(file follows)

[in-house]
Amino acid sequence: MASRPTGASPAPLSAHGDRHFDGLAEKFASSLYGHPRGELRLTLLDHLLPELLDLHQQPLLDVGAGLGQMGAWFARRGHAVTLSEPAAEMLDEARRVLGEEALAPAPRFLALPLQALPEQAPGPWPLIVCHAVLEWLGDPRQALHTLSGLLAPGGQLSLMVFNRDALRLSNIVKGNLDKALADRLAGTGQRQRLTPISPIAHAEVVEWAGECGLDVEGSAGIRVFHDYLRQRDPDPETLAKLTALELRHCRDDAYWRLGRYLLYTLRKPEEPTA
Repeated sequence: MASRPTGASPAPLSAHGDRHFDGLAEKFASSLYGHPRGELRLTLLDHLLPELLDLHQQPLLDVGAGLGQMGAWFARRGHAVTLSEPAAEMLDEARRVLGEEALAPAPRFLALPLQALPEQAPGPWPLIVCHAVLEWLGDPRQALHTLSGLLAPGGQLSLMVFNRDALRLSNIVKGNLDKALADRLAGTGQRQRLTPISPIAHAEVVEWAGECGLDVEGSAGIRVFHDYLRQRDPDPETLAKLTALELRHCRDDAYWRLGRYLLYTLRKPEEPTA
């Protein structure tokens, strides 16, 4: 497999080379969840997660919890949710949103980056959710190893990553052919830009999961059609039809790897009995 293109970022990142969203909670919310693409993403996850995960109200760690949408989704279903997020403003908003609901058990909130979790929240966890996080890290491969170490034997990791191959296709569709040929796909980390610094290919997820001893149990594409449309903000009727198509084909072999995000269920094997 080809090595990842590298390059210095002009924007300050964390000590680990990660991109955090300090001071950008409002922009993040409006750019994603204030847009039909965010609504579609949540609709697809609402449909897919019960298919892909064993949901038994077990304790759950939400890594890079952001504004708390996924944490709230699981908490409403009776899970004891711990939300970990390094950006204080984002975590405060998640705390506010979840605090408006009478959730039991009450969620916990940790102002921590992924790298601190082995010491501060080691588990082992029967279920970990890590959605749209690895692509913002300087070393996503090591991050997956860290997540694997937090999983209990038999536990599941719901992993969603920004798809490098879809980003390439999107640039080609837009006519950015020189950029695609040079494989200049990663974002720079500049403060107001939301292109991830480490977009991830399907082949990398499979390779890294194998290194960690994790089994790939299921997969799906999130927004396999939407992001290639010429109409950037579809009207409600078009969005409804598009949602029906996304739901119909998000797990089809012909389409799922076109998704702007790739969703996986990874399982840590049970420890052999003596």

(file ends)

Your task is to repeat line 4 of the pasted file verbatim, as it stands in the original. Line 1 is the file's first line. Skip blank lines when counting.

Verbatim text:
């Protein structure tokens, strides 16, 4: 497999080379969840997660919890949710949103980056959710190893990553052919830009999961059609039809790897009995 293109970022990142969203909670919310693409993403996850995960109200760690949408989704279903997020403003908003609901058990909130979790929240966890996080890290491969170490034997990791191959296709569709040929796909980390610094290919997820001893149990594409449309903000009727198509084909072999995000269920094997 080809090595990842590298390059210095002009924007300050964390000590680990990660991109955090300090001071950008409002922009993040409006750019994603204030847009039909965010609504579609949540609709697809609402449909897919019960298919892909064993949901038994077990304790759950939400890594890079952001504004708390996924944490709230699981908490409403009776899970004891711990939300970990390094950006204080984002975590405060998640705390506010979840605090408006009478959730039991009450969620916990940790102002921590992924790298601190082995010491501060080691588990082992029967279920970990890590959605749209690895692509913002300087070393996503090591991050997956860290997540694997937090999983209990038999536990599941719901992993969603920004798809490098879809980003390439999107640039080609837009006519950015020189950029695609040079494989200049990663974002720079500049403060107001939301292109991830480490977009991830399907082949990398499979390779890294194998290194960690994790089994790939299921997969799906999130927004396999939407992001290639010429109409950037579809009207409600078009969005409804598009949602029906996304739901119909998000797990089809012909389409799922076109998704702007790739969703996986990874399982840590049970420890052999003596």